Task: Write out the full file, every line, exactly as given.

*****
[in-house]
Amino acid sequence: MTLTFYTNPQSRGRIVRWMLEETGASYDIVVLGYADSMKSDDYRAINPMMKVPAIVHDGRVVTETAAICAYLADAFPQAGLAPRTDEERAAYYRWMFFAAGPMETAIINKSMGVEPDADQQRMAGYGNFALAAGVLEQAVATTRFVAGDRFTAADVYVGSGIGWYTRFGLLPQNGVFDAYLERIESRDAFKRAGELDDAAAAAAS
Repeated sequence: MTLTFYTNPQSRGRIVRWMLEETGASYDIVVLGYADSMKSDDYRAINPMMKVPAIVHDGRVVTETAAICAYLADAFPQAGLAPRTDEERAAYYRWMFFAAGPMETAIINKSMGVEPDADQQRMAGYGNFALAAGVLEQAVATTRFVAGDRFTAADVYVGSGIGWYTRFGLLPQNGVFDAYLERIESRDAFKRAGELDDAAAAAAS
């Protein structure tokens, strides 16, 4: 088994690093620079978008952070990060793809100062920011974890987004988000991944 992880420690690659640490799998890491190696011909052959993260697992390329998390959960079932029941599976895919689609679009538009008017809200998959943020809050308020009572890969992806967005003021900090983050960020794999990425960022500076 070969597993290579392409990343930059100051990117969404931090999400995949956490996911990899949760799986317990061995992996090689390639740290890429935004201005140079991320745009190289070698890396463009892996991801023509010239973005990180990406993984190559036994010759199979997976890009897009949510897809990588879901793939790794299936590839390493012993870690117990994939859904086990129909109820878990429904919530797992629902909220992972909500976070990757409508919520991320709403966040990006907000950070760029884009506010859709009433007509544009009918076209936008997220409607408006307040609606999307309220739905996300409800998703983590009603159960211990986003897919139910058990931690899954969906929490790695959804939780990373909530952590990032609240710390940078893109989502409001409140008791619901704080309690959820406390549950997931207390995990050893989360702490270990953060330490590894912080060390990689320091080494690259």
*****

[in-house]
Amino acid sequence: MTLTFYTNPQSRGRIVRWMLEETGASYDIVVLGYADSMKSDDYRAINPMMKVPAIVHDGRVVTETAAICAYLADAFPQAGLAPRTDEERAAYYRWMFFAAGPMETAIINKSMGVEPDADQQRMAGYGNFALAAGVLEQAVATTRFVAGDRFTAADVYVGSGIGWYTRFGLLPQNGVFDAYLERIESRDAFKRAGELDDAAAAAAS
Repeated sequence: MTLTFYTNPQSRGRIVRWMLEETGASYDIVVLGYADSMKSDDYRAINPMMKVPAIVHDGRVVTETAAICAYLADAFPQAGLAPRTDEERAAYYRWMFFAAGPMETAIINKSMGVEPDADQQRMAGYGNFALAAGVLEQAVATTRFVAGDRFTAADVYVGSGIGWYTRFGLLPQNGVFDAYLERIESRDAFKRAGELDDAAAAAAS
């Protein structure tokens, strides 16, 4: 088994690093620079978008952070990060793809100062920011974890987004988000991944 992880420690690659640490799998890491190696011909052959993260697992390329998390959960079932029941599976895919689609679009538009008017809200998959943020809050308020009572890969992806967005003021900090983050960020794999990425960022500076 070969597993290579392409990343930059100051990117969404931090999400995949956490996911990899949760799986317990061995992996090689390639740290890429935004201005140079991320745009190289070698890396463009892996991801023509010239973005990180990406993984190559036994010759199979997976890009897009949510897809990588879901793939790794299936590839390493012993870690117990994939859904086990129909109820878990429904919530797992629902909220992972909500976070990757409508919520991320709403966040990006907000950070760029884009506010859709009433007509544009009918076209936008997220409607408006307040609606999307309220739905996300409800998703983590009603159960211990986003897919139910058990931690899954969906929490790695959804939780990373909530952590990032609240710390940078893109989502409001409140008791619901704080309690959820406390549950997931207390995990050893989360702490270990953060330490590894912080060390990689320091080494690259």